XML Overview - Teradata Meta Data Services

Teradata Meta Data Services Programmer Guide

Teradata Meta Data Services
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Teradata Tools and Utilities

XML Overview

XML lets the designer define tags, used to mark up data to indicate what the data means. Tags come in pairs – a begin tag and an end tag. Each tag is enclosed by angle brackets. End tags are named the same as their corresponding begin tags except that the end tag’s name is prefixed by a slash. The content between a matching begin and end tag is called an element. For example, an XML designer could define an address element to have a structure like

  <name>Teradata Corporation</name>
  <street>17095 Via Del Campo</street>
  <city>San Diego</city>

The designer defines the names of the tags, what each tag contains (other tags, raw character data, or a mixture), what order they appear in, whether they are required or optional, how many occurrences of each are allowed, and so on. This is basically the task of defining a grammar. XML grammars are defined using a special syntax in a file called a document type definition (DTD) that can be used by an XML parser to ensure that an XML input document conforms to the grammar.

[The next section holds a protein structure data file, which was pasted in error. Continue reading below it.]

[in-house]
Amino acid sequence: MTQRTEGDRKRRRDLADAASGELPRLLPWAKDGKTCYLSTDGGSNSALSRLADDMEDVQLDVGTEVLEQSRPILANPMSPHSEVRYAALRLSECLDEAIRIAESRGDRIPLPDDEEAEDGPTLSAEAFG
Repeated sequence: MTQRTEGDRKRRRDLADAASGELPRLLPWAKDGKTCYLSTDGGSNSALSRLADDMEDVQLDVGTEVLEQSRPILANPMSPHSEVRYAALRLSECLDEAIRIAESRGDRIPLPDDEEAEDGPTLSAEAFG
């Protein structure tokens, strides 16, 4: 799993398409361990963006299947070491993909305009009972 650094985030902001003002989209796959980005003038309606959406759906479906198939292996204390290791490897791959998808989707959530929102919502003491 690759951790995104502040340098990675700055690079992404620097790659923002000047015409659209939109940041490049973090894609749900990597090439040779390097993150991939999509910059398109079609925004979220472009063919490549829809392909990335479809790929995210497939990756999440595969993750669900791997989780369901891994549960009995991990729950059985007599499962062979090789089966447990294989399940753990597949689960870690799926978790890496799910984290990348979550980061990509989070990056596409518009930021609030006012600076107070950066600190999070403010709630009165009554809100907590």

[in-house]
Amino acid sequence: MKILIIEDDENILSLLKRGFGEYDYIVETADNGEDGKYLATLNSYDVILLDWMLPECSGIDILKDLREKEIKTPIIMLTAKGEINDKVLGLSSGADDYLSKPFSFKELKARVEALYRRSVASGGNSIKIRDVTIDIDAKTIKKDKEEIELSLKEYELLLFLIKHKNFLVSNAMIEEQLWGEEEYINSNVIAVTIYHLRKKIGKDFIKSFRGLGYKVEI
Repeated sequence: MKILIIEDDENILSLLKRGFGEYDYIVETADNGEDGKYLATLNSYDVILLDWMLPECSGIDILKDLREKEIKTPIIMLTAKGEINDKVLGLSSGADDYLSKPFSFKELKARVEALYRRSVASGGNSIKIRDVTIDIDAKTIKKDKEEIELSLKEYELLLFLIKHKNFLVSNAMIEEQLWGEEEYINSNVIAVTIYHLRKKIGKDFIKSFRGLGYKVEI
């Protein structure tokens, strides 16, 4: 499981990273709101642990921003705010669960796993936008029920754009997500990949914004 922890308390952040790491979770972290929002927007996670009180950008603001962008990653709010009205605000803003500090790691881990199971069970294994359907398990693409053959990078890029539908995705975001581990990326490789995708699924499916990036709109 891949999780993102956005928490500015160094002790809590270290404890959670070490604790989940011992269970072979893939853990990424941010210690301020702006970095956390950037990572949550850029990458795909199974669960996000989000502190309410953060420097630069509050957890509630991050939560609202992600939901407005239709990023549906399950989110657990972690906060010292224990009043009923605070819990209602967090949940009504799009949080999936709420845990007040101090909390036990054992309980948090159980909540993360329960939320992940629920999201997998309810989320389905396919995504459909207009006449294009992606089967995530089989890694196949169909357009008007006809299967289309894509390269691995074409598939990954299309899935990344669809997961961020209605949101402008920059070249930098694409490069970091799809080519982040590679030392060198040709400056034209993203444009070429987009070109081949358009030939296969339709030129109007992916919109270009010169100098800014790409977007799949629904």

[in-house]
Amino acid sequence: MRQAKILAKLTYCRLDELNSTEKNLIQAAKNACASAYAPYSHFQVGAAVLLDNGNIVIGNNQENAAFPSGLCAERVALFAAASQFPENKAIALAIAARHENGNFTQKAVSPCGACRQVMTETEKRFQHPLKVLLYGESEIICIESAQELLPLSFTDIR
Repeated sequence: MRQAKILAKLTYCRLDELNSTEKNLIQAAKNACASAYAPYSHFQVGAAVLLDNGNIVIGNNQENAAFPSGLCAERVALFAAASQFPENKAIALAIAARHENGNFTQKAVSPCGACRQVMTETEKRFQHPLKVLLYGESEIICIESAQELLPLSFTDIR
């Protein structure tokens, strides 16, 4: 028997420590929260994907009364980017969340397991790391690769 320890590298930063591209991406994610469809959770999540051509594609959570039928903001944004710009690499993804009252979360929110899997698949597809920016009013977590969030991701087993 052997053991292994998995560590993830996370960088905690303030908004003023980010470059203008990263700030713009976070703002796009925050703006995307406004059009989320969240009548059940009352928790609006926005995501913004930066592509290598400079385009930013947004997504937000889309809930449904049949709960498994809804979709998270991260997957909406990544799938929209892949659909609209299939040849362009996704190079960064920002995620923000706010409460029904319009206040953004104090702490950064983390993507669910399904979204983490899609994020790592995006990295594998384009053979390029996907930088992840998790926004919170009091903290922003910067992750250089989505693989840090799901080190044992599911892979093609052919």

The XML governing bodies have recently defined a “schema definition”, also known as an XSD for XML Schema Definition. A schema definition is in XML format (the DTD has its own unique format), and allows for more precise data definitions and specifications. As of the 6.1 release, MDS provides for a schema definition which is the equivalent of the DTD (which is still provided). The DTD and schema files are installed in the %METAHOME%\bin directory. The DTD is named metaxml21.dtd, and the schema is contained in two files: metaxml21.xsd and its included file types21.xsd. The use may use either, but the schema file is recommended due to its ability to more precisely describe the syntax. See the XML sample files (or any XML documentation) for examples on how to include DTD or XSD definitions in your XML file.

Like HTML tags, XML tags may have attributes. The DTD or XSD allows the designer to specify attribute names, broad data types, default values, and whether or not individual attributes are required or optional. XML attributes appear inside the tag to which they apply. An example of an XML representation of a geometric shape that uses attributes is

<circle color=”red”, 

The first attribute is color, and it has the value red. The circle representation shown is an example of an empty element, meaning there is no content between the begin and end circle tags. For convenience, XML allows the abbreviation of empty elements with the syntax

<circle color=”red”, 

(slash at the end, no separate end tag).

All tag and attribute names are case-sensitive.

The specification for XML can be found on the web at http://www.w3.org/TR/1998/REC-xml-19980210.